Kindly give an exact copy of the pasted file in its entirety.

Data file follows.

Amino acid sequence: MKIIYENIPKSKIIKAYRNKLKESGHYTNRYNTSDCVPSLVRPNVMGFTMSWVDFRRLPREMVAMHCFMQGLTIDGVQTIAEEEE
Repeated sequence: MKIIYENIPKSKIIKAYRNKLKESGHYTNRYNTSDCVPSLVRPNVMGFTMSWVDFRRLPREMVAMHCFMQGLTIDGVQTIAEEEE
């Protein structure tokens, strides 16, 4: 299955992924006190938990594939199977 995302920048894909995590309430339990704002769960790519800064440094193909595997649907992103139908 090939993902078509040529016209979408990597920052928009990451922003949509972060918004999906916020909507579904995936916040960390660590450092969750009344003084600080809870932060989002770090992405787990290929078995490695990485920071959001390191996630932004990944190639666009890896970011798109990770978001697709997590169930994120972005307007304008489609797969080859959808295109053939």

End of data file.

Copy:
Amino acid sequence: MKIIYENIPKSKIIKAYRNKLKESGHYTNRYNTSDCVPSLVRPNVMGFTMSWVDFRRLPREMVAMHCFMQGLTIDGVQTIAEEEE
Repeated sequence: MKIIYENIPKSKIIKAYRNKLKESGHYTNRYNTSDCVPSLVRPNVMGFTMSWVDFRRLPREMVAMHCFMQGLTIDGVQTIAEEEE
């Protein structure tokens, strides 16, 4: 299955992924006190938990594939199977 995302920048894909995590309430339990704002769960790519800064440094193909595997649907992103139908 090939993902078509040529016209979408990597920052928009990451922003949509972060918004999906916020909507579904995936916040960390660590450092969750009344003084600080809870932060989002770090992405787990290929078995490695990485920071959001390191996630932004990944190639666009890896970011798109990770978001697709997590169930994120972005307007304008489609797969080859959808295109053939």